NASA Astronaut Group 21

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Group 21 astronauts. Back row, L-R: Hague, Meir, Koch, Mann & Glover. Front row, L-R: Morgan, McClain & Cassada.

NASA Astronaut Group 21 In 2011 NASA opened applications for Astronaut Group 21. The team was announced in June 2013 after a year and a half long search. With four men and four women, the class of 2013 had the highest percentage of female finalists.[1] According to NASA astronaut Kathleen Rubins, "it's… a reflection of how many really talented women are in science and engineering these days."[2] NASA received a total of over 6,300 applications, which made it the second highest number received at the time (the class of 2017 surpassed both records with a total of more than 18,300).[3]

Traditionally, the upcoming class is given a nickname by the previous class. Following this custom, the class of 2009 (also known as "The Chumps") christened the 2013 class the "Eight Balls" in reference to the fact that there are eight of them. In an interview with Bob Behnken, then Chief of the Astronaut Office, stated that the name further represents that, "The eight ball [in billiards or pool] is played last and the hope from the preceding class is that the [2013 astronaut candidates] will be assigned after all of them [fly]."[4] The team consists of eight people, Jessica Meir, Ph.D., Major Nicole Mann, Lt. Commander Josh Cassada, Ph.D., Lt. Colonel Tyler Hague, Christina Koch, Major Andrew Morgan, M.D., Lt. Commander Victor Glover, and Lt. Colonel Anne McClain.


On April 9, 1959 the National Aeronautics and Space Administration (NASA) announced the finalists for Astronaut Group 1. This group of seven astronauts, also sometimes known as the "Original Seven" or the "Mercury Seven" were a part of the first human spaceflight program, called Project Mercury.[5] Since the original group, the total number of astronaut groups has grown to 22 as of 2017.[6] The Group 21 class joined 47 other active NASA astronauts.

Selection and training[edit]

A requirement for selection to the astronaut program is to have United States citizenship and a degree in science, engineering or math. In addition, you need three years of professional experience for non-pilots and at least 1000 hours of jet flight time for pilots is required. Community service is an advantage. Lastly, applicants must be able to pass the NASA flight physical.[7] The selection process takes approximately 18 months.[8]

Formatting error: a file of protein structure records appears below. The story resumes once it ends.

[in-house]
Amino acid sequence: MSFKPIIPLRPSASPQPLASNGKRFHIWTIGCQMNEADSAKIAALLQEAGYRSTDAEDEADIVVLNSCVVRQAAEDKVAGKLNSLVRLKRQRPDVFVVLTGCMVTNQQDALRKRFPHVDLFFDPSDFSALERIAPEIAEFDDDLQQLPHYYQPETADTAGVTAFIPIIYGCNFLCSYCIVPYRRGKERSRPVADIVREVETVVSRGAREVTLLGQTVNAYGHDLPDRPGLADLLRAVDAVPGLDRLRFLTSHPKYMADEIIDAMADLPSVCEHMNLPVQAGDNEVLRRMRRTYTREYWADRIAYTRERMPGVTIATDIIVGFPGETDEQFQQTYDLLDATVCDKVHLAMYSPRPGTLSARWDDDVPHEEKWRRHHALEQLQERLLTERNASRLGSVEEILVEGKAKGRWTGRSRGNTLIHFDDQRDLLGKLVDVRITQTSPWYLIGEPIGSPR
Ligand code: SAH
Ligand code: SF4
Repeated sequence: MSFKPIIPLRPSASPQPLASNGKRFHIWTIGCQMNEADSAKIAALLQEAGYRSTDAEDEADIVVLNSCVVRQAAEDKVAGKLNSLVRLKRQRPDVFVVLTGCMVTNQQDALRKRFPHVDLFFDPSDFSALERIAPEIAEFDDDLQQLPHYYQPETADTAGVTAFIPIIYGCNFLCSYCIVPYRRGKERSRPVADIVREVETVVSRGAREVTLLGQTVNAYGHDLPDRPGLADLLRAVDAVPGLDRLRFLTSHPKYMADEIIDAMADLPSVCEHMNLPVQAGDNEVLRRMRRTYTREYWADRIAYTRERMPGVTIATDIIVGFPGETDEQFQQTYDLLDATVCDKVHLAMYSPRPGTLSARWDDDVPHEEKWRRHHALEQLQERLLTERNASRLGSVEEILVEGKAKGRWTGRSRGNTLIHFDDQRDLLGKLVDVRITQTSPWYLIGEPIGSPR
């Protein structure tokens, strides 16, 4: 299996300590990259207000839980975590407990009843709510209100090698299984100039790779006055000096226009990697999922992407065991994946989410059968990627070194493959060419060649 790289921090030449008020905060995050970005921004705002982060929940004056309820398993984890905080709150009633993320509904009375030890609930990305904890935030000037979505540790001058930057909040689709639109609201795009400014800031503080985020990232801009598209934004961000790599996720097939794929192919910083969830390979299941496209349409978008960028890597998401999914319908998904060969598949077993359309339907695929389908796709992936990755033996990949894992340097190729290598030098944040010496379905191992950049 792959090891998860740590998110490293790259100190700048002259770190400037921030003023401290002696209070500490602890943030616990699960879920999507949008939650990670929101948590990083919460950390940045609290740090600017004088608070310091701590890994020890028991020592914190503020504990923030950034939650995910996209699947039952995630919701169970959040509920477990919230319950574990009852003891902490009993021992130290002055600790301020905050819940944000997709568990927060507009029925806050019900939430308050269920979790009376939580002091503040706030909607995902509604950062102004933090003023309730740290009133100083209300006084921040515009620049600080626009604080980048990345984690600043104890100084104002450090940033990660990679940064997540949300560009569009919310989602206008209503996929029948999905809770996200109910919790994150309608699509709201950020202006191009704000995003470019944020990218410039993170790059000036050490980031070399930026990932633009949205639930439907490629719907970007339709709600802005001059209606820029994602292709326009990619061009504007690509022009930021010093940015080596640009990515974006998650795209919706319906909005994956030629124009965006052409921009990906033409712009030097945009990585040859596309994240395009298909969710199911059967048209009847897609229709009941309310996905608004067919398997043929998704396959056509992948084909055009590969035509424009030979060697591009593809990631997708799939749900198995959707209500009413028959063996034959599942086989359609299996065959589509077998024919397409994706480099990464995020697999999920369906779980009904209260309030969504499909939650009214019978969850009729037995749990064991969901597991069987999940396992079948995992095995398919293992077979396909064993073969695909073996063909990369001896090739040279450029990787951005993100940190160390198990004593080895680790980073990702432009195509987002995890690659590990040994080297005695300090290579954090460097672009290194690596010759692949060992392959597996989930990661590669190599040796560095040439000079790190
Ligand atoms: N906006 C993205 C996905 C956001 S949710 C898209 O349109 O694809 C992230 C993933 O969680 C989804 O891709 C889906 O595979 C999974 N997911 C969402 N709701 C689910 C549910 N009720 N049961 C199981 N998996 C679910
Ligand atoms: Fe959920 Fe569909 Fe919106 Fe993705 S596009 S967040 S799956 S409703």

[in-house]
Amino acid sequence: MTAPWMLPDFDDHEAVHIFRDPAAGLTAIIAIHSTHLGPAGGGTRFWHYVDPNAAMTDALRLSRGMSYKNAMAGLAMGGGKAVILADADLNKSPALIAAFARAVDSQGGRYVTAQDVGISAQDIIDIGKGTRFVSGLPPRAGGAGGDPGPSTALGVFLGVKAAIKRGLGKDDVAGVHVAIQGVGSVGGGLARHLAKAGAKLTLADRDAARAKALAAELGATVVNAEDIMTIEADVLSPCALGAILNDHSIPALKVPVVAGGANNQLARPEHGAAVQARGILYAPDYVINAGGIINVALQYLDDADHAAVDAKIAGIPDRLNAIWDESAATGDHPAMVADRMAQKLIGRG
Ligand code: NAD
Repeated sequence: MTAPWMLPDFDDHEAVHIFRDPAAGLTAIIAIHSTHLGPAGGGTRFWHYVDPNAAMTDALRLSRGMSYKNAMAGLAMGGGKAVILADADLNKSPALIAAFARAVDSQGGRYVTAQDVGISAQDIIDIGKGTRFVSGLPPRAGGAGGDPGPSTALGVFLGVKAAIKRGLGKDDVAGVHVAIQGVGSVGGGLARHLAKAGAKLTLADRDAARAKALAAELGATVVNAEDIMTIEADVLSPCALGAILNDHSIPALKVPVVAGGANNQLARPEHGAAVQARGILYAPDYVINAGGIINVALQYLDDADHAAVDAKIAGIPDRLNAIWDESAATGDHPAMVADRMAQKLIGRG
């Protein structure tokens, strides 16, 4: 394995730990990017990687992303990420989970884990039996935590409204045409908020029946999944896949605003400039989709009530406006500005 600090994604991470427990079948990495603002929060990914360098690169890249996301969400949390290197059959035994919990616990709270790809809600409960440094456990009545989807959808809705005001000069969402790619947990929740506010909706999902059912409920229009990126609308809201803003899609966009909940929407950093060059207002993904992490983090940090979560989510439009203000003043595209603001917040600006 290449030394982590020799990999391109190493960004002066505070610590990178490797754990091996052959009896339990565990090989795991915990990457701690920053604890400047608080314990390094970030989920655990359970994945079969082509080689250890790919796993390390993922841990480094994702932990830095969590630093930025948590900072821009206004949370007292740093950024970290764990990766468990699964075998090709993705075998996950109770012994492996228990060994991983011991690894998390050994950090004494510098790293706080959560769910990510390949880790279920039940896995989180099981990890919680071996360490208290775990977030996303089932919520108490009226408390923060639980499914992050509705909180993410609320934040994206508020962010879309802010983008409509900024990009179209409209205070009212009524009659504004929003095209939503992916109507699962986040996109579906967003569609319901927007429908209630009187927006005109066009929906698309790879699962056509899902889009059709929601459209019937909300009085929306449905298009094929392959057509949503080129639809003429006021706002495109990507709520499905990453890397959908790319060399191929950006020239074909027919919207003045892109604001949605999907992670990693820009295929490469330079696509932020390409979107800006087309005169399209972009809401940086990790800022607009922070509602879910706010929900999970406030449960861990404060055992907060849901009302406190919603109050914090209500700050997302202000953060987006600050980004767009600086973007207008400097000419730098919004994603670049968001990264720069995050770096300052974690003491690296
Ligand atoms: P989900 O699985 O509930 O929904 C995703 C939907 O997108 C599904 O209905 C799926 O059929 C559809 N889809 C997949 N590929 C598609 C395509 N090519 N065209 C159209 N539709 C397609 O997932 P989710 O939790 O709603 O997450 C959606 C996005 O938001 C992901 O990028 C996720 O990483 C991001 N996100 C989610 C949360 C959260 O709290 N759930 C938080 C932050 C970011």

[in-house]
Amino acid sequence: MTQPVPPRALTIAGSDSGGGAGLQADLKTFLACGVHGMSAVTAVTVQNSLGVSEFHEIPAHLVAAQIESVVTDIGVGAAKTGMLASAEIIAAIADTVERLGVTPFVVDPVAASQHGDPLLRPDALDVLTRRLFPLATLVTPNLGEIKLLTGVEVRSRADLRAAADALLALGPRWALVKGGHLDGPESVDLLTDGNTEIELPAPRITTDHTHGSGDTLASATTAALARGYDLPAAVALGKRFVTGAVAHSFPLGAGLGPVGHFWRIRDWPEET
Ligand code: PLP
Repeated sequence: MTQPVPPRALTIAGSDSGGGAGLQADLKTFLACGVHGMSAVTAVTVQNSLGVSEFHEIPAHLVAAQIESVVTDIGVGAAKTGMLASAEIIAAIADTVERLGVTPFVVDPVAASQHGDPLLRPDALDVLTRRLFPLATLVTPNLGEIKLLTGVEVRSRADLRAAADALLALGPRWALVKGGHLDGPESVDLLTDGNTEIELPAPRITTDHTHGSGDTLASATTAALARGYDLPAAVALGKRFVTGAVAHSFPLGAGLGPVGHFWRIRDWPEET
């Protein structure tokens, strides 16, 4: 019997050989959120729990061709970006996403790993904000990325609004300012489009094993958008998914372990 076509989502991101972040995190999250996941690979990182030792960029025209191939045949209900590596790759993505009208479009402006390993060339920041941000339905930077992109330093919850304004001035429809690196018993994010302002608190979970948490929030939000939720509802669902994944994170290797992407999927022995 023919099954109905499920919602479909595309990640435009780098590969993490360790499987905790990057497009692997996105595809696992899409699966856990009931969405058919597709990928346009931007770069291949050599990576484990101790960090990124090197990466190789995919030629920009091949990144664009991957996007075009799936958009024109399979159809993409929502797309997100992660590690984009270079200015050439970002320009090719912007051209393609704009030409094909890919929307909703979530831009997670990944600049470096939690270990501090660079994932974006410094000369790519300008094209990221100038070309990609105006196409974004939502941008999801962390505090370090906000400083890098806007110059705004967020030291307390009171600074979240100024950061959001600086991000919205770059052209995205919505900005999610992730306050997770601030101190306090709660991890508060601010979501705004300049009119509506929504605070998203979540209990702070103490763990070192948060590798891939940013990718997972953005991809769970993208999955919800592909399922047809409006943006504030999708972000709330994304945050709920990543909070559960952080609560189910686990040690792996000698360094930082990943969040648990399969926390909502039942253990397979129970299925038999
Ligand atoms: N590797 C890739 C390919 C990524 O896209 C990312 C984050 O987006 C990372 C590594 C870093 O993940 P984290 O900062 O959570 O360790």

Astronaut candidates go through two years of training. They study engineering, earth and space science, meteorology and space station systems. They also undergo strenuous survival training including scuba certification and swim test qualifications. After this stage, the astronauts who are selected to continue work with senior astronauts who mentor them in furthering their training. In the final training period, the astronauts focus on the specific requirements for their mission.[9]

Group members[edit]


The 2013 class was originally thought to be the "first who will be trained for exploration beyond Earth orbit since the Apollo years." Their first goal was to have been to visit a near-earth asteroid in 2020, as preparation for an eventual mission to Mars.[10] The current NASA goals (as of 2018) do not include an asteroid mission.

All eight members of the group have completed their training, and seven (to date) have been tasked to future missions. Four have been assigned to expeditions to the International Space Station, with Hague as the first of the class to be assigned to fly, aboard Expedition 57/58 in November 2018. Hague's classmates follow on the next several missions, including McClain on 58/59, Hammock Koch and Hague (on his reflight) on 59/60, and Morgan on 60/61. Three other members were assigned to the Commercial Crew cadre for flights to the ISS: Mann is assigned to Boe-CFT and Cassada on CTS-1, both aboard Boeing's Starliner, and Glover is assigned to SpaceX's Dragon 2.

See also[edit]


  1. ^ NASA (2013-06-17), Astronaut Class of 2013, retrieved 2017-10-19
  2. ^ Hiler, Katie (2013-06-18). "NASA's New Class of Astronauts Gives Parity to Men and Women". The New York Times. ISSN 0362-4331. Retrieved 2017-10-19.
  3. ^ "Popular Science Q&A: How NASA Selected The 2013 Class Of Astronauts". Popular Science. Retrieved 2017-10-19.
  4. ^ "NASA's new astronaut class, the '8 Balls,' reports for training | collectSPACE". Retrieved 2017-10-19.
  5. ^ "40th Anniversary of the Selection of the Mercury 7 Astronauts". Retrieved 2017-10-19.
  6. ^ "NASA picks 12 new astronauts from crush of applicants (Update)". Retrieved 2017-10-19.
  7. ^ "Astronaut Candidate Program". NASA. Retrieved 4 March 2019.
  8. ^ Lewin, Sarah. "Over 18,300 Apply to Become NASA Astronauts, Smashing Record". Retrieved 4 March 2019.
  9. ^ "How Astronauts Work". Astronaut Training - Astronaut Training | HowStuffWorks. 2008-03-24. Retrieved 2017-10-19.
  10. ^ "Meet the 2013 astronaut class that NASA may send to Mars". 2013-06-18. Retrieved 2017-10-19.

External links[edit]